International Lancet commission with MHH pneumologist Professor Dr Tobias Welte makes recommendations on prophylaxis, diagnosis and therapy
Chronic obstructive pulmonary disease (COPD) is the most common chronic respiratory disease worldwide and the third leading cause of death. In Germany, about ten percent of the population is affected. Fatigue, coughing and persistent massive shortness of breath are among the predominant symptoms. When these occur, COPD is usually already clearly progressed. There is no cure. However, the disease is preventable. The main causes include smoking and air pollution. Because COPD is an unsolved global health problem, the renowned journal The Lancet has set up a commission of internationally renowned lung experts. After four years of work, this commission has made up-to-date recommendations on how COPD can be reduced.Tobias Welte, Director of the Department of Pneumology at the Hannover Medical School (MHH), was the lead member. The commission’s report has now been published in The Lancet.
COPD is a complex disease
"Unlike other respiratory diseases such as asthma, there has been no breakthrough in the treatment of COPD for decades," says Professor Welte. "We are, so to speak, at the therapeutic standard of the 1960s." According to the lung expert, this is also due to the fact that COPD is a very comprehensive and multi-layered disease that encompasses a wide range of lung dysfunctions and can show itself in different symptoms and concomitant diseases. "In COPD lungs, we see different degrees of vascular remodelling, inflammation, mucus formation, and tissue destruction up to the overinflation of entire lung areas," the pulmonologist explains. Therefore, it is important to first find out the exact causes in order to then enable a targeted therapy.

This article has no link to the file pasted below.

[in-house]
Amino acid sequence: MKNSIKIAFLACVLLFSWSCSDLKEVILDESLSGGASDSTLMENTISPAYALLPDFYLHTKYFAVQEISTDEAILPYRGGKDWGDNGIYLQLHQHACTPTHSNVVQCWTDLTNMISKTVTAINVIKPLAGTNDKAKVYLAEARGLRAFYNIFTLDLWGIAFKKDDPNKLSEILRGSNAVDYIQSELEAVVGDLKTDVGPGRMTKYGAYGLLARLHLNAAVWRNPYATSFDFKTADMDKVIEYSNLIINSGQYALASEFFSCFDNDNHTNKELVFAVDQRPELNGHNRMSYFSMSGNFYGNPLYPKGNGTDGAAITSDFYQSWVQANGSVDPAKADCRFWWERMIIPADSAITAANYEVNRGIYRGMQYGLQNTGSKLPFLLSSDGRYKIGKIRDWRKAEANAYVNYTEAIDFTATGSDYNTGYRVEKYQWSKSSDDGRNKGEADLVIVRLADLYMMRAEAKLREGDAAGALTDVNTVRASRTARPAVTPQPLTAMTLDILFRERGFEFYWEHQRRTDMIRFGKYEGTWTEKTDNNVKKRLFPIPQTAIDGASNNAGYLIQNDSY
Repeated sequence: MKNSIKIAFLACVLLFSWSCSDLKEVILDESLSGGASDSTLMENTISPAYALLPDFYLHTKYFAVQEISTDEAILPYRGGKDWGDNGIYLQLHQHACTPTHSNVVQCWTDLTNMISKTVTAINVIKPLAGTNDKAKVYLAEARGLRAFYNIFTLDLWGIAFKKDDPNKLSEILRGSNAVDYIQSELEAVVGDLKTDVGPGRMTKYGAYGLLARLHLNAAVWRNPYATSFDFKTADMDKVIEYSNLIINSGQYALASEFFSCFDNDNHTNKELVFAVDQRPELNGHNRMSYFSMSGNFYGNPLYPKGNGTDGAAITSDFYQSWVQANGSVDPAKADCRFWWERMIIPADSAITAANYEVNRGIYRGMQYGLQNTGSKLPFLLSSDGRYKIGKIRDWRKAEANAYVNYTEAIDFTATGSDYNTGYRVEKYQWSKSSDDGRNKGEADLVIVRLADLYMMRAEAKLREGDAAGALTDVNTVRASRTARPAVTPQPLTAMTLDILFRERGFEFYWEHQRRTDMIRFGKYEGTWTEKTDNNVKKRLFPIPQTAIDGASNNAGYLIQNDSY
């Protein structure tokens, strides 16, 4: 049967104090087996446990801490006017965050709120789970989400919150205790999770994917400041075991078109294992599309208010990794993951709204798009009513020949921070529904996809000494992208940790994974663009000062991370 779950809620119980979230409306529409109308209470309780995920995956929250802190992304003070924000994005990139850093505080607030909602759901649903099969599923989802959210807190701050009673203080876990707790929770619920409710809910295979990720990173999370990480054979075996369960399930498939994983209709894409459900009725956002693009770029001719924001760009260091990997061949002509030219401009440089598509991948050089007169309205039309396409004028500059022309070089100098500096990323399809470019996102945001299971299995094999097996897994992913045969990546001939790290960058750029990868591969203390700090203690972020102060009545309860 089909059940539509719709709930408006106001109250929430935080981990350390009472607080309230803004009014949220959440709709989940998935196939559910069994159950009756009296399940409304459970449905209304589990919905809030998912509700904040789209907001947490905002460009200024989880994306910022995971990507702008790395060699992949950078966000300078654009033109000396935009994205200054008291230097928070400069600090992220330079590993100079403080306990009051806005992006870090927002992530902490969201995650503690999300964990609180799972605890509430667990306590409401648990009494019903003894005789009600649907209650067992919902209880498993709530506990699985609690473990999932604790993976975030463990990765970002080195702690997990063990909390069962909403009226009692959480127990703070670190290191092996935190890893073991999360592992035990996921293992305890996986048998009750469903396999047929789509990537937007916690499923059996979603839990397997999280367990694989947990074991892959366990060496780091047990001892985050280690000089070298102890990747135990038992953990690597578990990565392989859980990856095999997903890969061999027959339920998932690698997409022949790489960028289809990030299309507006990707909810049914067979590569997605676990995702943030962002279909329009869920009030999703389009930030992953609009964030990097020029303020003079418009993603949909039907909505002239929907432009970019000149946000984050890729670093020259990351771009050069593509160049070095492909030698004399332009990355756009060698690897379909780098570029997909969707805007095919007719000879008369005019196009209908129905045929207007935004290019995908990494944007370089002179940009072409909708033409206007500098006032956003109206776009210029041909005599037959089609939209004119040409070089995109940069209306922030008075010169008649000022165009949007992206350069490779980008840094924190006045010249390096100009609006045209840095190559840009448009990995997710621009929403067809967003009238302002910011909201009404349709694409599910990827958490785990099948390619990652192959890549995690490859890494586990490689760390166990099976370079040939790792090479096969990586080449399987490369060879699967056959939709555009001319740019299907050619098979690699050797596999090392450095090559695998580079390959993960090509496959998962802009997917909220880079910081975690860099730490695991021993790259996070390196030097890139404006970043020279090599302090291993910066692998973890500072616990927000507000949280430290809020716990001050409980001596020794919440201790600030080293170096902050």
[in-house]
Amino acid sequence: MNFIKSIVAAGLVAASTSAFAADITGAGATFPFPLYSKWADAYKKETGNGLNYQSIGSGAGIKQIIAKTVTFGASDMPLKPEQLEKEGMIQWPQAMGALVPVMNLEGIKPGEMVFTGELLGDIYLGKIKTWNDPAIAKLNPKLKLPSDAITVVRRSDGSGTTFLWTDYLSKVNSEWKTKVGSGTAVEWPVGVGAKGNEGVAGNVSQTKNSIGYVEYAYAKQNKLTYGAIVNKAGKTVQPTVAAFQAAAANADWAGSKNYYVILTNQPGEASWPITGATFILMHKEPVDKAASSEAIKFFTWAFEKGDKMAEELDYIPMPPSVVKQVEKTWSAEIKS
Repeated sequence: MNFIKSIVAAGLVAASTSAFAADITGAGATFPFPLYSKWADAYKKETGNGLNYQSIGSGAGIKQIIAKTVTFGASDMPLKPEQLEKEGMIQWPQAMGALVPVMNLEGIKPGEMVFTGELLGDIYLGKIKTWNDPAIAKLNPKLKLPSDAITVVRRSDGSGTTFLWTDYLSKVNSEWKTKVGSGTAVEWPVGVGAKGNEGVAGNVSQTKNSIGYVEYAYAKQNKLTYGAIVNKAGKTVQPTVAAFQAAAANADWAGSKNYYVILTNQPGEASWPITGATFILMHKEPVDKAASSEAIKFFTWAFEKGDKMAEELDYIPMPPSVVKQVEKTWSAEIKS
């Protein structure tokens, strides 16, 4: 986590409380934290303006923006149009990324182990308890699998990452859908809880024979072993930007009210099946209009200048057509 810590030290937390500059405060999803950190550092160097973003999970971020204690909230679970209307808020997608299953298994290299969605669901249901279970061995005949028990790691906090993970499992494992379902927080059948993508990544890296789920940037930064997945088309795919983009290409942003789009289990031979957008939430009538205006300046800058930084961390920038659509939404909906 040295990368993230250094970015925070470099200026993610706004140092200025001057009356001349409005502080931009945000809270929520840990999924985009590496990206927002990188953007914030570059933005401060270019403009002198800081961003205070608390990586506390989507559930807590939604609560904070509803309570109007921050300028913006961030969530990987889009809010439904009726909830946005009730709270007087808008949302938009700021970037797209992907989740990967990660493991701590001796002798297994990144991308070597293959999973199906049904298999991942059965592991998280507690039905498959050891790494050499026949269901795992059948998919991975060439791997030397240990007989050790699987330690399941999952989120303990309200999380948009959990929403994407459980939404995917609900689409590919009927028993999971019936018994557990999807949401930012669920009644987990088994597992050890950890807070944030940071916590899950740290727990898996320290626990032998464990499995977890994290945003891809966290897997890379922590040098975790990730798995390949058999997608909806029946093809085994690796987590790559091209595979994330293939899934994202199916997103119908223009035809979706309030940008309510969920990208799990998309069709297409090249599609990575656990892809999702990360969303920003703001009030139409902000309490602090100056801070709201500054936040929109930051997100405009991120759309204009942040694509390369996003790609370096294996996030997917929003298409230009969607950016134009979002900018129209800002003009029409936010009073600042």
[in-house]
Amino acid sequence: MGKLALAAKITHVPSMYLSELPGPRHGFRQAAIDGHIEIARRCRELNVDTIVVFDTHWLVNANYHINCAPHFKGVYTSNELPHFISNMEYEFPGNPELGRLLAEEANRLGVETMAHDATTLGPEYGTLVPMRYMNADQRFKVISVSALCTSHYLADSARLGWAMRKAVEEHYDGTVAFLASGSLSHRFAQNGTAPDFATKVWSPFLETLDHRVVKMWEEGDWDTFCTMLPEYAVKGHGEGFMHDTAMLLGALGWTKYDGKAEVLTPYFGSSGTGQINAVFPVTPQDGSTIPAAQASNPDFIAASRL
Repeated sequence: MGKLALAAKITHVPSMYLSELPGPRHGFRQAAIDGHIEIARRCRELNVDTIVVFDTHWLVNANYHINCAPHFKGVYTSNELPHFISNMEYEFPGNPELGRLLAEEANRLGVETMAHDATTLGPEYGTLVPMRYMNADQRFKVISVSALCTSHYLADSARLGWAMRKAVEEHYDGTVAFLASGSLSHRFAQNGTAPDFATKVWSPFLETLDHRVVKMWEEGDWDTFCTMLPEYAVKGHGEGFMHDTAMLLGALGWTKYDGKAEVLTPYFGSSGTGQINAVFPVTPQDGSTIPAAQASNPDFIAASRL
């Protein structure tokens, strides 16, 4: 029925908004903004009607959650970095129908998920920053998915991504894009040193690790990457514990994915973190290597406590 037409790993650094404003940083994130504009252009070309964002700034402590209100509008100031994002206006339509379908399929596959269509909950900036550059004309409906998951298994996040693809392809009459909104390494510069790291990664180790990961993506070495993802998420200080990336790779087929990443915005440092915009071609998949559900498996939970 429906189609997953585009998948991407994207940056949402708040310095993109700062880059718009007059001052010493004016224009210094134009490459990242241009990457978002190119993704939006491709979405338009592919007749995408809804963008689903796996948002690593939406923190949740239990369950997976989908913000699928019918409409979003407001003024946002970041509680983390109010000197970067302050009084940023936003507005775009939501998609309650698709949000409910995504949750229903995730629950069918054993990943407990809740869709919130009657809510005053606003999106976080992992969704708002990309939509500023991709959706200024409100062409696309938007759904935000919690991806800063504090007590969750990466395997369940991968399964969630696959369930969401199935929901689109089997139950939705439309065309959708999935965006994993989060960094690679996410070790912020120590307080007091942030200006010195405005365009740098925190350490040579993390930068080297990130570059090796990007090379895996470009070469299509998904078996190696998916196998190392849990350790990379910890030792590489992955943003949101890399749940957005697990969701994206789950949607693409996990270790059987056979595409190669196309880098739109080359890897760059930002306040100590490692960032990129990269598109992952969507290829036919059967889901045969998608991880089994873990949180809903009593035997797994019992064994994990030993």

Simple spirometry, which only measures lung and respiratory volume, is not sufficient for this. "This method alone is insufficient because it does not reliably detect early signs of changes in the airways," emphasises Professor Welte. In general, the diagnosis is made much too late. "The individual courses of the disease vary greatly from person to person," says the lung expert. Especially at the beginning of COPD, the lung function is often not yet so severely damaged, so that the disease is then overlooked. "We have to look earlier, pay attention to lung health and respiratory infections already in children," the pneumologist demands. In order to improve diagnosis and treatment, the commission also recommends a more precise classification of COPD according to five risk factors: such as genetic predisposition, early childhood lung damage, respiratory infections, as well as nicotine and environmental pollution. The latter in particular are on the rise, says Professor Welte. "So far, we focus too much on smoking and not enough on air pollution, which is now the most common trigger for COPD in China, for example."
More investment in medical research needed
The Commission’s recommendations are not a guideline. Rather, they are intended to help bring about improvements in medical practice through rethinking and to stimulate changes in public policy. "Doctors should rethink their ingrained habits in diagnostics and therapy, politicians need to re-regulate the health system and strengthen environmental protection," says Professor Welte. And it is a matter of investing in medical research into important disease patterns such as COPD. "It is not acceptable that for some diseases there are now most expensive therapies to delay the end of life by a few days or weeks, while with COPD we would have the chance to extend the life of those affected by several years or decades."